30 July 2011

This week I've mostly been listening to..

There’s been some awesome new music out over the last week or two.  Here’s my picks of that new music…

Mastodon’s Black Tongue, the first single of their upcoming album The Hunter, is popping up all over the net as a teaser.  It’s not going to please fans of the older, heavier Mastodon sound, but if you were into their last album, and that softer, more melodic sound, then you’ll be well impressed.  They’re definitely continuing to progress and develop their sound.  Can’t wait to hear the rest of the album (out late September).

24 July 2011

We only said goodbye with words, I died a hundred times

Amy Winehouse’s death, apart from being tragic and a loss of a great musical talent, has exposed the hypocrisy of a mainstream media who revel in the gory details of musicians’ debauchery but pretend that they had nothing to do with the downfall; in some cases even having the nerve to speak out against those who criticise the behaviour that they by turns glorified and ridiculed.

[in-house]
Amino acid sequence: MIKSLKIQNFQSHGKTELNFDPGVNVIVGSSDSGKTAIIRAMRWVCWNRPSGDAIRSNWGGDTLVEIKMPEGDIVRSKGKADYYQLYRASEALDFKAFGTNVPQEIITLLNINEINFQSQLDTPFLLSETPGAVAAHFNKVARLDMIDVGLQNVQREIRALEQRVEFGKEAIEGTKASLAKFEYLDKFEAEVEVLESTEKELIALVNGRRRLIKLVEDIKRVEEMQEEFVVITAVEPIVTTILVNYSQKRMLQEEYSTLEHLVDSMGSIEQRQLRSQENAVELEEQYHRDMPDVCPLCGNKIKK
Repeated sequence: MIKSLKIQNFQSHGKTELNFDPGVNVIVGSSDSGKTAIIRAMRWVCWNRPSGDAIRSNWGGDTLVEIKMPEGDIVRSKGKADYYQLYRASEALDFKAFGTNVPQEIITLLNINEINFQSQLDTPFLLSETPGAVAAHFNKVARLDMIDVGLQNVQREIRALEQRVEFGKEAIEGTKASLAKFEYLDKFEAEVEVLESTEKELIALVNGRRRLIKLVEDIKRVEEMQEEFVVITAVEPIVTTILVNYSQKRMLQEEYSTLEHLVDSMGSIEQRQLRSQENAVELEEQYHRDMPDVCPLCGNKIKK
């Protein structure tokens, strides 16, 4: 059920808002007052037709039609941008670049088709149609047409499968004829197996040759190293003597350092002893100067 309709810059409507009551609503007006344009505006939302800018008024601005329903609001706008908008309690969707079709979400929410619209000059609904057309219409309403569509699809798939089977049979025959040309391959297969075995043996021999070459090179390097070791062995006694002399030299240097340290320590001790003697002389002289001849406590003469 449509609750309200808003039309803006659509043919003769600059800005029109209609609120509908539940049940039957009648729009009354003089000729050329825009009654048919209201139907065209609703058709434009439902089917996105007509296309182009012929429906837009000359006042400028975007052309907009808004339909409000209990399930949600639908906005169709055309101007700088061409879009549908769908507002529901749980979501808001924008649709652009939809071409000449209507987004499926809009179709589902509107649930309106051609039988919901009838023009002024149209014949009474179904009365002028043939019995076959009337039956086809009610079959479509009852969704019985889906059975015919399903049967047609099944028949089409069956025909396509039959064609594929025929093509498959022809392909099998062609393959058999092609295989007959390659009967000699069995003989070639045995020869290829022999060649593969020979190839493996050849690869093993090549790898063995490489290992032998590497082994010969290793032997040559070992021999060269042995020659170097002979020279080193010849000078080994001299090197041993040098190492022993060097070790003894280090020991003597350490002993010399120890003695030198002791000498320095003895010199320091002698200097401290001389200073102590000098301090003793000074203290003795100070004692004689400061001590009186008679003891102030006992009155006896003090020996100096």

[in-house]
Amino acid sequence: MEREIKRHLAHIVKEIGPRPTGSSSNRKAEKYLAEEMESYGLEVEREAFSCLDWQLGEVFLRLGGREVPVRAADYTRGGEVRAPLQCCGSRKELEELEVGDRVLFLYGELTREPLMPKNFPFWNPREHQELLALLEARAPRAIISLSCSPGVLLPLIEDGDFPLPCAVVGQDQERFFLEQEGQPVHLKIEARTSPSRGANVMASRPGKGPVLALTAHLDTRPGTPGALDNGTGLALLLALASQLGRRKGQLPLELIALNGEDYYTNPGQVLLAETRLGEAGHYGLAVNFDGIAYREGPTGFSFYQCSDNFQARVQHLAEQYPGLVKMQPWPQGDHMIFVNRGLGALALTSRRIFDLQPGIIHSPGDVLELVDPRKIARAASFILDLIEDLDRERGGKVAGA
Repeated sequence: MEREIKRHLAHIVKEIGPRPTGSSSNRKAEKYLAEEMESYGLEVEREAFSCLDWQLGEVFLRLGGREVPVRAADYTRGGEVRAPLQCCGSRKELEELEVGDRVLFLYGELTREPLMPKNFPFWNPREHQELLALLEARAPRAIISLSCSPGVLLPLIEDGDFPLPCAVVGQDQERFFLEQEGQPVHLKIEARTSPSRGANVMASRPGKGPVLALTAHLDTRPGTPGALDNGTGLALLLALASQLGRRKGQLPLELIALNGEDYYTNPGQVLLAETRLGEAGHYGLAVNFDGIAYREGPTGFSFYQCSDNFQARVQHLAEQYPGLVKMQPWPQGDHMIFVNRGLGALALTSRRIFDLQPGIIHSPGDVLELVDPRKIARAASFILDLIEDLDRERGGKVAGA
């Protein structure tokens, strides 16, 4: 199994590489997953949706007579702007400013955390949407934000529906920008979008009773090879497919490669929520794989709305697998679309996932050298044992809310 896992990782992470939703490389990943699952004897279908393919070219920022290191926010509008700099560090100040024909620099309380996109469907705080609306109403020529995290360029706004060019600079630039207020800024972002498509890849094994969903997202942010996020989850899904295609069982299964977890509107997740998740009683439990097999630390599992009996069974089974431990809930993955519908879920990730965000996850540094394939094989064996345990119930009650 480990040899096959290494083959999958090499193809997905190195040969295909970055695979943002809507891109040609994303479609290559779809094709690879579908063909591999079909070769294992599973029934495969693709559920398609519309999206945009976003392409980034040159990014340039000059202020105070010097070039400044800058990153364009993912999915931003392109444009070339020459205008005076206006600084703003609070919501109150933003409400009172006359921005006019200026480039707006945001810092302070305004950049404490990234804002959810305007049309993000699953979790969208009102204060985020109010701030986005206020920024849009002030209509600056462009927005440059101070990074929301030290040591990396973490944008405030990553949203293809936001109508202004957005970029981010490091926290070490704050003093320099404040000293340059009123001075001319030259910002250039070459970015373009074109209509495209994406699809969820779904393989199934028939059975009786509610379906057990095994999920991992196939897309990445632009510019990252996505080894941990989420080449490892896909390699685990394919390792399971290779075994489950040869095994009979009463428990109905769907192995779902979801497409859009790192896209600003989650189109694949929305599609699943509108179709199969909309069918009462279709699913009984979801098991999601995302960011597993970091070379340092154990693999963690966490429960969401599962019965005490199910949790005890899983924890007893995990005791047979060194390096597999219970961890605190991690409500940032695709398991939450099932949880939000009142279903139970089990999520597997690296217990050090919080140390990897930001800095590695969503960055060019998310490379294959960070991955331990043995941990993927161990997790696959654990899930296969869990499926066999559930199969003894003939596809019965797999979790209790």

Others have done this as well but the mainstream media is the worst perpetrator of this – showing every photo of every drunken night out, every video of supposed drug use, and every detail of every fight (usually with members of the media who don’t understand an individual’s right to privacy sometimes).

22 July 2011

You pay 10 bucks to see me, on a 15 foot high stage

SPIN magazine posed a question recently to their followers on Facebook – what bands formed after 2000 could possibly go on to sell out a stadium of 95,000 people? I think it had something to do with the size of the stadiums U2 have been playing?

There was a lot of debate on the topic, with no one really coming up with any worthwhile contenders, although plenty of older bands were named, although ineligible due to the “after 2000” caveat on the question.

And that, for some reason made me happy.

21 July 2011

Oh well, whatever, Nevermind, 20 years on.

20 years ago this year Nirvana released their sophmore album Nevermind, an album that somehow changed the course of music in the 90’s.  But why did it become such a popular, well-loved album; an album that an entire generation is able to reminisce on?

Let’s face it, it wasn’t the greatest album ever made – musically it was simplistic, Kurt could barely sing, the ideas weren’t original and the band themselves admitted as much.

Regardless of the facts, it did go on to become an album that effected a generation – from their attitudes and values (or at least confirmed those attitudes and values as legitimate), to lifestyle, to clothing.